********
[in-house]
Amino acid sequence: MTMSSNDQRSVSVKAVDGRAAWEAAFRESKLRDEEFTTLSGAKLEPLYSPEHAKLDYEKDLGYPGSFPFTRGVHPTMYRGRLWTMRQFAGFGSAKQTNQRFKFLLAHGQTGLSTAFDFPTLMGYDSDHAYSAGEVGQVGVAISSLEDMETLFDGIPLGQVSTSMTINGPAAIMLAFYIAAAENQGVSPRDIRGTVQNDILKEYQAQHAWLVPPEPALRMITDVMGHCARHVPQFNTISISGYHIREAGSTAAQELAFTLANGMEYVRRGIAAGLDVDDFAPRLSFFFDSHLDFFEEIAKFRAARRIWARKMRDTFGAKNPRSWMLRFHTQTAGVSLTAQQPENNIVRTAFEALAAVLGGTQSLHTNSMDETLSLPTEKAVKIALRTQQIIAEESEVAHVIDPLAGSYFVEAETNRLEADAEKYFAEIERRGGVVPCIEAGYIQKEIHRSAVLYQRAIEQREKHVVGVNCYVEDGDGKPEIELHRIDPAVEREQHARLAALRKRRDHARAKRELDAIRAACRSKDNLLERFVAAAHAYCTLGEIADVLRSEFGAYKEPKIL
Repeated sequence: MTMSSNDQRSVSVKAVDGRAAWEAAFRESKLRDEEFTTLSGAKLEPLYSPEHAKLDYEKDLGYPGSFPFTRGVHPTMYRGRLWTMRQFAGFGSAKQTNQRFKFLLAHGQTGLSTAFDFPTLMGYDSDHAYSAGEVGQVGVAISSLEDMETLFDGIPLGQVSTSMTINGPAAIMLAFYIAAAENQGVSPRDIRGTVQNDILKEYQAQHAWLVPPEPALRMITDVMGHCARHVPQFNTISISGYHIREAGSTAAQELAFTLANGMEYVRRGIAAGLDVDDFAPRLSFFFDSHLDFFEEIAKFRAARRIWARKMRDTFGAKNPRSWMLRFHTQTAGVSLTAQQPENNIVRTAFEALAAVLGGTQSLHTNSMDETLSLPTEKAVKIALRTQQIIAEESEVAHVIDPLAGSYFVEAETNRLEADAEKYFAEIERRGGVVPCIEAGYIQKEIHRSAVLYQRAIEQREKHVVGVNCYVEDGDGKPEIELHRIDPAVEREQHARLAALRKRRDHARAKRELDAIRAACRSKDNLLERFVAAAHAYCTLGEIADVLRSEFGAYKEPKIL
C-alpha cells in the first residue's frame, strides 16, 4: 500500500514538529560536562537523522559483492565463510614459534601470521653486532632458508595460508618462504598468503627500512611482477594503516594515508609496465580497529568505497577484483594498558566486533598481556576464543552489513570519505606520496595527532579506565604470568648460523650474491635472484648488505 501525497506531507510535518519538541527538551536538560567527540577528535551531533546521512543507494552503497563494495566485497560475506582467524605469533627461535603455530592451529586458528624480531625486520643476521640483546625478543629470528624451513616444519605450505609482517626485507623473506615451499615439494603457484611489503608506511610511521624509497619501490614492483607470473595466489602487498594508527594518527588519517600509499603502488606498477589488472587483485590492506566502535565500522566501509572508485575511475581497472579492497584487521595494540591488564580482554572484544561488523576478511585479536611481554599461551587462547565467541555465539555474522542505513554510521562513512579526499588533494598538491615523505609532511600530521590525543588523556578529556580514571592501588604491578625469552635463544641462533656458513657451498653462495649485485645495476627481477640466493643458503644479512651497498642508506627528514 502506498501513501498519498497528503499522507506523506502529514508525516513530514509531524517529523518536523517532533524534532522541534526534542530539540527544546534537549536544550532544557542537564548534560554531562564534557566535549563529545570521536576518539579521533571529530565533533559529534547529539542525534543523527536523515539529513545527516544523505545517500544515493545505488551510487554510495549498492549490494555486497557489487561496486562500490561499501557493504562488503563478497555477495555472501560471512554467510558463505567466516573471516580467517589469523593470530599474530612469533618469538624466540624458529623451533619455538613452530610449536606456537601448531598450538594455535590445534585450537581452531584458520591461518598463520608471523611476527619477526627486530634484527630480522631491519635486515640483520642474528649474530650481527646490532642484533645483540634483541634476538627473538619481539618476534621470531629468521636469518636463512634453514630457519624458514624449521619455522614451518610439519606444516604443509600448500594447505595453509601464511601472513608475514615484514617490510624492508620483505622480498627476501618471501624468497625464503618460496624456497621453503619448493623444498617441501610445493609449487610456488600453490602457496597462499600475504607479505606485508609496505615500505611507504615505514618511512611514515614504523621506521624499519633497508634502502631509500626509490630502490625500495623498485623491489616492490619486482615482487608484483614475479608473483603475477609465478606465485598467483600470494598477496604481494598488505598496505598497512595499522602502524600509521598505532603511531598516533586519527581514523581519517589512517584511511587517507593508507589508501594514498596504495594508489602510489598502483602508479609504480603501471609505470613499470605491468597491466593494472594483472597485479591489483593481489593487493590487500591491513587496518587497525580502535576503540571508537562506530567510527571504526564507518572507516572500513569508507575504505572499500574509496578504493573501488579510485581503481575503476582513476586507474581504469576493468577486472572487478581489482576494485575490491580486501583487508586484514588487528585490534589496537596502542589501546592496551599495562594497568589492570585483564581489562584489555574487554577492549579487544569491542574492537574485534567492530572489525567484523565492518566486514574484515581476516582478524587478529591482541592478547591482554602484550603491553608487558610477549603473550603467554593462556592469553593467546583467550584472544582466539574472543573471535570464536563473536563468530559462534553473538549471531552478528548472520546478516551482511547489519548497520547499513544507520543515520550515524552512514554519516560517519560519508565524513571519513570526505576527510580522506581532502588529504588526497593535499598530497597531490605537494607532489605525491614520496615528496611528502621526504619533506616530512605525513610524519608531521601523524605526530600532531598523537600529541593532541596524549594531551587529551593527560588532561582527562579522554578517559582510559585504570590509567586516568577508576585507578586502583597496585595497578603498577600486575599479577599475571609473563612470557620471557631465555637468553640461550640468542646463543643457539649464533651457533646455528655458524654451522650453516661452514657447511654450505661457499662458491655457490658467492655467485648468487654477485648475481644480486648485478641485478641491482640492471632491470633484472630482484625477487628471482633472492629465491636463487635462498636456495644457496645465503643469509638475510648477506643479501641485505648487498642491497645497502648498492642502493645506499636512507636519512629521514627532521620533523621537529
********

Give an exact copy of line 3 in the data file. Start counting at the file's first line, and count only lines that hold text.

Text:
Repeated sequence: MTMSSNDQRSVSVKAVDGRAAWEAAFRESKLRDEEFTTLSGAKLEPLYSPEHAKLDYEKDLGYPGSFPFTRGVHPTMYRGRLWTMRQFAGFGSAKQTNQRFKFLLAHGQTGLSTAFDFPTLMGYDSDHAYSAGEVGQVGVAISSLEDMETLFDGIPLGQVSTSMTINGPAAIMLAFYIAAAENQGVSPRDIRGTVQNDILKEYQAQHAWLVPPEPALRMITDVMGHCARHVPQFNTISISGYHIREAGSTAAQELAFTLANGMEYVRRGIAAGLDVDDFAPRLSFFFDSHLDFFEEIAKFRAARRIWARKMRDTFGAKNPRSWMLRFHTQTAGVSLTAQQPENNIVRTAFEALAAVLGGTQSLHTNSMDETLSLPTEKAVKIALRTQQIIAEESEVAHVIDPLAGSYFVEAETNRLEADAEKYFAEIERRGGVVPCIEAGYIQKEIHRSAVLYQRAIEQREKHVVGVNCYVEDGDGKPEIELHRIDPAVEREQHARLAALRKRRDHARAKRELDAIRAACRSKDNLLERFVAAAHAYCTLGEIADVLRSEFGAYKEPKIL